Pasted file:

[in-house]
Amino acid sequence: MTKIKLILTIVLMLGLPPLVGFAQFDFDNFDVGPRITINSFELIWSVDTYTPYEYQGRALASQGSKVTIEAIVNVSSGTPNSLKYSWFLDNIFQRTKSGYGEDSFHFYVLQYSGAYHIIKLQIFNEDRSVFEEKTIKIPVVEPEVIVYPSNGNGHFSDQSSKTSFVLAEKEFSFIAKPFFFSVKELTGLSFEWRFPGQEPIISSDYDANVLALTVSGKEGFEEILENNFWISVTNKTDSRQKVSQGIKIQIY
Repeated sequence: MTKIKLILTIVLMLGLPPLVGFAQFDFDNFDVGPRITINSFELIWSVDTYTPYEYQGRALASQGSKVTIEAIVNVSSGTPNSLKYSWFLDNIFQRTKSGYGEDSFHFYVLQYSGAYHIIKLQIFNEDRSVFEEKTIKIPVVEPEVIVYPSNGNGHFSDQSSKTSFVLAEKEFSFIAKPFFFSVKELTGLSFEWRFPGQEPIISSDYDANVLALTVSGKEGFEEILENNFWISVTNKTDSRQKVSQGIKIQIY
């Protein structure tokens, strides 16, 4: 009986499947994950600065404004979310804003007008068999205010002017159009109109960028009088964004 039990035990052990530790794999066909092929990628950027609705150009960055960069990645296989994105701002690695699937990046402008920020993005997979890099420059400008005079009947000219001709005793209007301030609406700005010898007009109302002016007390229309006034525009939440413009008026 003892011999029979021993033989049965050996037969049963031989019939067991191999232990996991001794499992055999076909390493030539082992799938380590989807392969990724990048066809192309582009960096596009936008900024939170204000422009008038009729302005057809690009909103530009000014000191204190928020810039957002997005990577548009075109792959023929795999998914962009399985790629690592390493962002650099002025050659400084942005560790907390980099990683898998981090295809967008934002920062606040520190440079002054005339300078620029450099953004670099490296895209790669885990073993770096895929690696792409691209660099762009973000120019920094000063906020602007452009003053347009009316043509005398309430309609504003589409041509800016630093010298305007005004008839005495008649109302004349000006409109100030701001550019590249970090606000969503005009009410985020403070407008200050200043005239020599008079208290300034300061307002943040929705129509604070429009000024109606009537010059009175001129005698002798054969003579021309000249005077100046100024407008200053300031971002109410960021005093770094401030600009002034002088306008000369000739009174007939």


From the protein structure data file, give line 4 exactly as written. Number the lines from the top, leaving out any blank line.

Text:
């Protein structure tokens, strides 16, 4: 009986499947994950600065404004979310804003007008068999205010002017159009109109960028009088964004 039990035990052990530790794999066909092929990628950027609705150009960055960069990645296989994105701002690695699937990046402008920020993005997979890099420059400008005079009947000219001709005793209007301030609406700005010898007009109302002016007390229309006034525009939440413009008026 003892011999029979021993033989049965050996037969049963031989019939067991191999232990996991001794499992055999076909390493030539082992799938380590989807392969990724990048066809192309582009960096596009936008900024939170204000422009008038009729302005057809690009909103530009000014000191204190928020810039957002997005990577548009075109792959023929795999998914962009399985790629690592390493962002650099002025050659400084942005560790907390980099990683898998981090295809967008934002920062606040520190440079002054005339300078620029450099953004670099490296895209790669885990073993770096895929690696792409691209660099762009973000120019920094000063906020602007452009003053347009009316043509005398309430309609504003589409041509800016630093010298305007005004008839005495008649109302004349000006409109100030701001550019590249970090606000969503005009009410985020403070407008200050200043005239020599008079208290300034300061307002943040929705129509604070429009000024109606009537010059009175001129005698002798054969003579021309000249005077100046100024407008200053300031971002109410960021005093770094401030600009002034002088306008000369000739009174007939």